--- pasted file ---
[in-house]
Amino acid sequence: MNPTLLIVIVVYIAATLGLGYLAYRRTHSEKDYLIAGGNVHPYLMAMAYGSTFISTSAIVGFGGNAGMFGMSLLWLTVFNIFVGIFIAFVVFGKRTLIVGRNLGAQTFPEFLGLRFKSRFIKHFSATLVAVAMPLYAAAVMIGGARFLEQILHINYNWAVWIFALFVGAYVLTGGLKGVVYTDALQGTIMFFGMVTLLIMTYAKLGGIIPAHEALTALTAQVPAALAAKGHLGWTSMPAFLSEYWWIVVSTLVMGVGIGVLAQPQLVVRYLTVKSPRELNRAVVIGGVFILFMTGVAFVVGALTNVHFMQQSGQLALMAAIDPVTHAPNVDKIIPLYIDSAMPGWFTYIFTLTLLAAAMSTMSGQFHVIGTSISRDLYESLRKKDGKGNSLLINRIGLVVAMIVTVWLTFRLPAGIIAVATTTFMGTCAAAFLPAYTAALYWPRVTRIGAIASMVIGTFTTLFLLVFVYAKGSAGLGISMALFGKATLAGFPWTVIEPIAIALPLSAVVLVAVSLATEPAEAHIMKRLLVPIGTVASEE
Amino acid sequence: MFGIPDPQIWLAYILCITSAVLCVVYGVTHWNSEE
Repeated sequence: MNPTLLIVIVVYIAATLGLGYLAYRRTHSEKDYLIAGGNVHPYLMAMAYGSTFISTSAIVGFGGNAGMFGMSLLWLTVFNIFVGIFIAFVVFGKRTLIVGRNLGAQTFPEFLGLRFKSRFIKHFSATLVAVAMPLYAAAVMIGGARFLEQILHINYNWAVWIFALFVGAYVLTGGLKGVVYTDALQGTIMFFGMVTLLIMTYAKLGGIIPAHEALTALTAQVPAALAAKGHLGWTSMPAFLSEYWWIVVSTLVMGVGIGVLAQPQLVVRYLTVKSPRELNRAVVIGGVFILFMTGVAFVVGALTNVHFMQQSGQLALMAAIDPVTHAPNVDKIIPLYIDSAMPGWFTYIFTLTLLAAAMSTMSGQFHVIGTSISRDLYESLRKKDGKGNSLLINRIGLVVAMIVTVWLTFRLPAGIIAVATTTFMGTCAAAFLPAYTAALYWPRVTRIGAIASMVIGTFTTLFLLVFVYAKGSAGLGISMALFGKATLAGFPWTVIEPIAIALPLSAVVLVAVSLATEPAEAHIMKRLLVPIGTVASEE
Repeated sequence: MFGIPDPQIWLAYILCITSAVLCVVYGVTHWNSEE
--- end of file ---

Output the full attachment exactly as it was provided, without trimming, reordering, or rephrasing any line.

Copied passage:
[in-house]
Amino acid sequence: MNPTLLIVIVVYIAATLGLGYLAYRRTHSEKDYLIAGGNVHPYLMAMAYGSTFISTSAIVGFGGNAGMFGMSLLWLTVFNIFVGIFIAFVVFGKRTLIVGRNLGAQTFPEFLGLRFKSRFIKHFSATLVAVAMPLYAAAVMIGGARFLEQILHINYNWAVWIFALFVGAYVLTGGLKGVVYTDALQGTIMFFGMVTLLIMTYAKLGGIIPAHEALTALTAQVPAALAAKGHLGWTSMPAFLSEYWWIVVSTLVMGVGIGVLAQPQLVVRYLTVKSPRELNRAVVIGGVFILFMTGVAFVVGALTNVHFMQQSGQLALMAAIDPVTHAPNVDKIIPLYIDSAMPGWFTYIFTLTLLAAAMSTMSGQFHVIGTSISRDLYESLRKKDGKGNSLLINRIGLVVAMIVTVWLTFRLPAGIIAVATTTFMGTCAAAFLPAYTAALYWPRVTRIGAIASMVIGTFTTLFLLVFVYAKGSAGLGISMALFGKATLAGFPWTVIEPIAIALPLSAVVLVAVSLATEPAEAHIMKRLLVPIGTVASEE
Amino acid sequence: MFGIPDPQIWLAYILCITSAVLCVVYGVTHWNSEE
Repeated sequence: MNPTLLIVIVVYIAATLGLGYLAYRRTHSEKDYLIAGGNVHPYLMAMAYGSTFISTSAIVGFGGNAGMFGMSLLWLTVFNIFVGIFIAFVVFGKRTLIVGRNLGAQTFPEFLGLRFKSRFIKHFSATLVAVAMPLYAAAVMIGGARFLEQILHINYNWAVWIFALFVGAYVLTGGLKGVVYTDALQGTIMFFGMVTLLIMTYAKLGGIIPAHEALTALTAQVPAALAAKGHLGWTSMPAFLSEYWWIVVSTLVMGVGIGVLAQPQLVVRYLTVKSPRELNRAVVIGGVFILFMTGVAFVVGALTNVHFMQQSGQLALMAAIDPVTHAPNVDKIIPLYIDSAMPGWFTYIFTLTLLAAAMSTMSGQFHVIGTSISRDLYESLRKKDGKGNSLLINRIGLVVAMIVTVWLTFRLPAGIIAVATTTFMGTCAAAFLPAYTAALYWPRVTRIGAIASMVIGTFTTLFLLVFVYAKGSAGLGISMALFGKATLAGFPWTVIEPIAIALPLSAVVLVAVSLATEPAEAHIMKRLLVPIGTVASEE
Repeated sequence: MFGIPDPQIWLAYILCITSAVLCVVYGVTHWNSEE